Category Archives: Learning French

Free Peace Corps Language Learning Materials: Over 100 Languages Available

By   March 16, 2014

If you love free public domain language learning resources as much as I do, then check out the Peace Corps Language Courses Archive. Live Lingua has a large collection of Peace Corps manuals teaching languages ranging from Acholi to Zarma (over 100 languages are available!) and some also include audio resources in addition to the language manuals. If you have other PC manuals to share, please let Live Lingua know and they will add them to their site.

Free Peace Corps Language Learning Materials: Over 100 Languages Available

The Peace Corps does have their own Digital Library of Technical and Training Manuals if you are also interested in learning more about the work that PC Volunteers do. Although this library doesn’t seem to offer language courses, some of the manuals are written in French and Spanish so they can still be used as language learning resources.

Frozen’s “Let it Go” in 25 Languages with Subtitles

By   January 27, 2014

Disney has released a multilingual version of the song “Let it Go” from the film Frozen. There are 25 languages total in the song, and luckily there is a version on Dailymotion with all of the lyrics and English translations available as subtitles:

“Let It Go” (All 25 Languages Transcript… by Ko Sherman

If you click CC at the top, you will see three options for subtitles:
1. EN (English): Translation
2. ZH (Chinese): Multilingual
3. FR (French) : Romanisation (of Multilingual lyrics)

You can also find the full song in several languages on Youtube, even those languages that are not included in this video. Just search for Let it Go in [language] and you’ll find that some videos have the lyrics and translations included, such as this Dutch version:

Using MOOC Videos and Subtitles to Learn Languages

By   October 1, 2013

Although there don’t seem to be any MOOCs on the major provider platforms for learning languages (Update: Finally, they do exist!), Coursera does offer courses in French, Spanish, Russian, Portuguese, etc. that you can use to help you learn the language. Most, if not all of them, provide subtitles for the videos so you can watch and read at the same time.

EdX has also started offering courses in Spanish and French, but unlike Coursera there is no option to sort courses by the language they are offered in so you will need to choose from the Schools & Partners list. For example, UAM, UC3M, UPValencia, OEC and IDB are all Spanish-speaking institutions while Louvain and EPFL are French-speaking.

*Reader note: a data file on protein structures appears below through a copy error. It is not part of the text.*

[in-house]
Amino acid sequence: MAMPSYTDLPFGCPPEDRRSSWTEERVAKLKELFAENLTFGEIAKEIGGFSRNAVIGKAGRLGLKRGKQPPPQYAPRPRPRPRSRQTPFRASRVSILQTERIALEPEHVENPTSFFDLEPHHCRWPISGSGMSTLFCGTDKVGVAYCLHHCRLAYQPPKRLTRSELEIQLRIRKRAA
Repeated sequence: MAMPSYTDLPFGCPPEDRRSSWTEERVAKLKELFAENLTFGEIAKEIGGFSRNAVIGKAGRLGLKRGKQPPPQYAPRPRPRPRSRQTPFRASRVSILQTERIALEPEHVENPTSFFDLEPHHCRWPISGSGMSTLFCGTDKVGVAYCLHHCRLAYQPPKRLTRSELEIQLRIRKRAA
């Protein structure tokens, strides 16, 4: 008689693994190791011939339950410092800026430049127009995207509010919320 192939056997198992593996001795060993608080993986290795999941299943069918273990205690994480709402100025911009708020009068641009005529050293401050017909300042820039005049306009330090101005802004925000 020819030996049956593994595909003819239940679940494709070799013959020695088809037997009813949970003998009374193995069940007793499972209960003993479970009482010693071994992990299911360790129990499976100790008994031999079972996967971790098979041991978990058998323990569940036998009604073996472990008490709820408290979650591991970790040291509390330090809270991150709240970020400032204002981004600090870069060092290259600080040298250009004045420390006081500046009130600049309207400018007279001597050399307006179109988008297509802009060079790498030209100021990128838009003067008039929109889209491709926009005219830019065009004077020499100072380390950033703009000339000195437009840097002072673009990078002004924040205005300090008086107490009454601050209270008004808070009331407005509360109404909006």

Several courses in French and Spanish are available via FUN and Miríada X while iversity has a few courses in German. These platforms are more likely to offer subtitles since they are designed for native speakers of these languages.

Spanish language courses on Coursera

The great thing about Coursera is how easy it is to download all of the videos and subtitles at once. After joining a course, go to the Videos page that lists all of the available lectures. Using the free DownThemAll add-on for Firefox, you can download all of the files by using the Fast Filtering option to select only the videos and subtitles. (The subtitles are in .srt format and not hard coded into the videos so you can turn them off to test your comprehension.)

Down Them All Add-On for Firefox

FYI: Even if a course has already finished, sometimes you can still enroll and have access to the videos within the class archive.

European Day of Languages 2013

By   September 25, 2013

Just a reminder – the European day of Languages / Journée européenne des langues is tomorrow, September 26!


From the official website:

Throughout Europe, 800 million Europeans represented in the Council of Europe’s 47 member states are encouraged to learn more languages, at any age, in and out of school. Being convinced that linguistic diversity is a tool for achieving greater intercultural understanding and a key element in the rich cultural heritage of our continent, the Council of Europe promotes plurilingualism in the whole of Europe.

The Great Language Game: How many languages can you identify?

By   September 4, 2013

Here’s a fun new game to get addicted to: The Great Language Game. Data scientist Lars Yencken has created a neat game where you listen to an audio clip and choose which language it is. All of the clips are from Australia’s SBS (which you should listen to anyway since so many languages are available). The number of possible responses increases the longer you play to make it more challenging. So far the highest score is 4,050. Can you beat that?


Trilingual English-Spanish-French Books for Children

By   July 26, 2013

I am constantly looking for trilingual (English-Spanish-French) books for my young niece and nephew. So far I have found two series on, Little Pim (which has 4 books of numbers, colors, feelings and animals) and I love to sleep/eat. Do you know of other trilingual books?

Trilingual English-Spanish-French Books for Children

Trilingual books for children

Trilingual English-Spanish-French Books for Children

I love to sleep and I love to eat are touch and feel books.

Trilingual English-Spanish-French Books for Children

Little Pim has flaps and tabs.


How Adaptation to Culture Affects Motivation in Language Learning

By   July 8, 2013